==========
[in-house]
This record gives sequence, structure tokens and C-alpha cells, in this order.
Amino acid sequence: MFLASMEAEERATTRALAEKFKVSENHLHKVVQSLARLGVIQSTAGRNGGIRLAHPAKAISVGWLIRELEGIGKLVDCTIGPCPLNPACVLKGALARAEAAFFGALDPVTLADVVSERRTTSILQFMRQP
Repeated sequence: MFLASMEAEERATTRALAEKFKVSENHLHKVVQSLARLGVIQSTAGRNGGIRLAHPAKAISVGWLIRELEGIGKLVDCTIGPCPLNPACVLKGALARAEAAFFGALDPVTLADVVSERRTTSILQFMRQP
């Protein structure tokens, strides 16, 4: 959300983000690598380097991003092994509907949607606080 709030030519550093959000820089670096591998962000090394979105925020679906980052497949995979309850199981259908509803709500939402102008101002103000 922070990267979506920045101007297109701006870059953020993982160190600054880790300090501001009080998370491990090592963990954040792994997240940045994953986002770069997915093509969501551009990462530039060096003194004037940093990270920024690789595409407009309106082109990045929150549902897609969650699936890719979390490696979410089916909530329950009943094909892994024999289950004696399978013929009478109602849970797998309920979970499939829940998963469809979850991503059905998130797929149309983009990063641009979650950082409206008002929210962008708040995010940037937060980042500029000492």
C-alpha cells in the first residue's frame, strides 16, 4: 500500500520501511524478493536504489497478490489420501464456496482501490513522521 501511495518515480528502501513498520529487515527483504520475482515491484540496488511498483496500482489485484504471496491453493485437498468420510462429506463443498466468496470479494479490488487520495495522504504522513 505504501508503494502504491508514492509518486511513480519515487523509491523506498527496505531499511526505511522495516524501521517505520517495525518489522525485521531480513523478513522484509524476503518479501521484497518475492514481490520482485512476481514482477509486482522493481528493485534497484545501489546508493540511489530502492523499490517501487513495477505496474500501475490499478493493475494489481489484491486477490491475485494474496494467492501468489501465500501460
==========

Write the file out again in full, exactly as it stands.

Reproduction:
[in-house]
This record gives sequence, structure tokens and C-alpha cells, in this order.
Amino acid sequence: MFLASMEAEERATTRALAEKFKVSENHLHKVVQSLARLGVIQSTAGRNGGIRLAHPAKAISVGWLIRELEGIGKLVDCTIGPCPLNPACVLKGALARAEAAFFGALDPVTLADVVSERRTTSILQFMRQP
Repeated sequence: MFLASMEAEERATTRALAEKFKVSENHLHKVVQSLARLGVIQSTAGRNGGIRLAHPAKAISVGWLIRELEGIGKLVDCTIGPCPLNPACVLKGALARAEAAFFGALDPVTLADVVSERRTTSILQFMRQP
């Protein structure tokens, strides 16, 4: 959300983000690598380097991003092994509907949607606080 709030030519550093959000820089670096591998962000090394979105925020679906980052497949995979309850199981259908509803709500939402102008101002103000 922070990267979506920045101007297109701006870059953020993982160190600054880790300090501001009080998370491990090592963990954040792994997240940045994953986002770069997915093509969501551009990462530039060096003194004037940093990270920024690789595409407009309106082109990045929150549902897609969650699936890719979390490696979410089916909530329950009943094909892994024999289950004696399978013929009478109602849970797998309920979970499939829940998963469809979850991503059905998130797929149309983009990063641009979650950082409206008002929210962008708040995010940037937060980042500029000492």
C-alpha cells in the first residue's frame, strides 16, 4: 500500500520501511524478493536504489497478490489420501464456496482501490513522521 501511495518515480528502501513498520529487515527483504520475482515491484540496488511498483496500482489485484504471496491453493485437498468420510462429506463443498466468496470479494479490488487520495495522504504522513 505504501508503494502504491508514492509518486511513480519515487523509491523506498527496505531499511526505511522495516524501521517505520517495525518489522525485521531480513523478513522484509524476503518479501521484497518475492514481490520482485512476481514482477509486482522493481528493485534497484545501489546508493540511489530502492523499490517501487513495477505496474500501475490499478493493475494489481489484491486477490491475485494474496494467492501468489501465500501460